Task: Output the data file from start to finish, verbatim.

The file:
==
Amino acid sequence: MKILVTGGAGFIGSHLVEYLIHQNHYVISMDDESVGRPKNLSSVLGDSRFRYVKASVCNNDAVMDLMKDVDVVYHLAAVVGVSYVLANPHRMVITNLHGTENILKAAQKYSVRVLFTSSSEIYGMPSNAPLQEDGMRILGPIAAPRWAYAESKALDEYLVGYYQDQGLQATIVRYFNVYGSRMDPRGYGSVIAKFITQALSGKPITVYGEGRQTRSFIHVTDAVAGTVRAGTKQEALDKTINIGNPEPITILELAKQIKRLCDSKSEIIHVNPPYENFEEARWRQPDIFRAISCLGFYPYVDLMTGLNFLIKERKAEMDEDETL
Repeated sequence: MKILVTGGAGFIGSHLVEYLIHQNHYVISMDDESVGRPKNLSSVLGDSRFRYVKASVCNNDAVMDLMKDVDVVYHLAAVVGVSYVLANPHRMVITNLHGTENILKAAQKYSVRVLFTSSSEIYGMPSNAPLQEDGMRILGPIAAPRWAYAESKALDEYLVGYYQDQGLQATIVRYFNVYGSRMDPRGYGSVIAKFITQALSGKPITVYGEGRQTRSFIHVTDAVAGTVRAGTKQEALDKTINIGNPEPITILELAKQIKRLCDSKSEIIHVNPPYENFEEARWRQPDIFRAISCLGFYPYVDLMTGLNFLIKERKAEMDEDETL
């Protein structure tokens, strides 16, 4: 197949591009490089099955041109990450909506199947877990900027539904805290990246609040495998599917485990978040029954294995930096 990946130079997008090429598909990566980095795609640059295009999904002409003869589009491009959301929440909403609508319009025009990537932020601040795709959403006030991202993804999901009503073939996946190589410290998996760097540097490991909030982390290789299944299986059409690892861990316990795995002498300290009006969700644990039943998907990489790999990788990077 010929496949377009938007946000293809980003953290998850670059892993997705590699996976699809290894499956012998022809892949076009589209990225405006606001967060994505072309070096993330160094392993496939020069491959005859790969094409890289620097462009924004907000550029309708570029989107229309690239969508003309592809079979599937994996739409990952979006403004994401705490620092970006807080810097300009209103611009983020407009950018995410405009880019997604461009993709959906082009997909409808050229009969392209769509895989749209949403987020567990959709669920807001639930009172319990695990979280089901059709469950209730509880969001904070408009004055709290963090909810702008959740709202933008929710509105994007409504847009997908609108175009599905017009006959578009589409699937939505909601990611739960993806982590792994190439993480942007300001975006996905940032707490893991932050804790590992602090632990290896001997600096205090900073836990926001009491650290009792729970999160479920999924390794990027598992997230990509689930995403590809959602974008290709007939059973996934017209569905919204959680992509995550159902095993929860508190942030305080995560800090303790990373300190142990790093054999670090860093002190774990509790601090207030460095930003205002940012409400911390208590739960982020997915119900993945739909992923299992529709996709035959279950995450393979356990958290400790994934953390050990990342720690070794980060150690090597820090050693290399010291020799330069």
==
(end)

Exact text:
Amino acid sequence: MKILVTGGAGFIGSHLVEYLIHQNHYVISMDDESVGRPKNLSSVLGDSRFRYVKASVCNNDAVMDLMKDVDVVYHLAAVVGVSYVLANPHRMVITNLHGTENILKAAQKYSVRVLFTSSSEIYGMPSNAPLQEDGMRILGPIAAPRWAYAESKALDEYLVGYYQDQGLQATIVRYFNVYGSRMDPRGYGSVIAKFITQALSGKPITVYGEGRQTRSFIHVTDAVAGTVRAGTKQEALDKTINIGNPEPITILELAKQIKRLCDSKSEIIHVNPPYENFEEARWRQPDIFRAISCLGFYPYVDLMTGLNFLIKERKAEMDEDETL
Repeated sequence: MKILVTGGAGFIGSHLVEYLIHQNHYVISMDDESVGRPKNLSSVLGDSRFRYVKASVCNNDAVMDLMKDVDVVYHLAAVVGVSYVLANPHRMVITNLHGTENILKAAQKYSVRVLFTSSSEIYGMPSNAPLQEDGMRILGPIAAPRWAYAESKALDEYLVGYYQDQGLQATIVRYFNVYGSRMDPRGYGSVIAKFITQALSGKPITVYGEGRQTRSFIHVTDAVAGTVRAGTKQEALDKTINIGNPEPITILELAKQIKRLCDSKSEIIHVNPPYENFEEARWRQPDIFRAISCLGFYPYVDLMTGLNFLIKERKAEMDEDETL
């Protein structure tokens, strides 16, 4: 197949591009490089099955041109990450909506199947877990900027539904805290990246609040495998599917485990978040029954294995930096 990946130079997008090429598909990566980095795609640059295009999904002409003869589009491009959301929440909403609508319009025009990537932020601040795709959403006030991202993804999901009503073939996946190589410290998996760097540097490991909030982390290789299944299986059409690892861990316990795995002498300290009006969700644990039943998907990489790999990788990077 010929496949377009938007946000293809980003953290998850670059892993997705590699996976699809290894499956012998022809892949076009589209990225405006606001967060994505072309070096993330160094392993496939020069491959005859790969094409890289620097462009924004907000550029309708570029989107229309690239969508003309592809079979599937994996739409990952979006403004994401705490620092970006807080810097300009209103611009983020407009950018995410405009880019997604461009993709959906082009997909409808050229009969392209769509895989749209949403987020567990959709669920807001639930009172319990695990979280089901059709469950209730509880969001904070408009004055709290963090909810702008959740709202933008929710509105994007409504847009997908609108175009599905017009006959578009589409699937939505909601990611739960993806982590792994190439993480942007300001975006996905940032707490893991932050804790590992602090632990290896001997600096205090900073836990926001009491650290009792729970999160479920999924390794990027598992997230990509689930995403590809959602974008290709007939059973996934017209569905919204959680992509995550159902095993929860508190942030305080995560800090303790990373300190142990790093054999670090860093002190774990509790601090207030460095930003205002940012409400911390208590739960982020997915119900993945739909992923299992529709996709035959279950995450393979356990958290400790994934953390050990990342720690070794980060150690090597820090050693290399010291020799330069």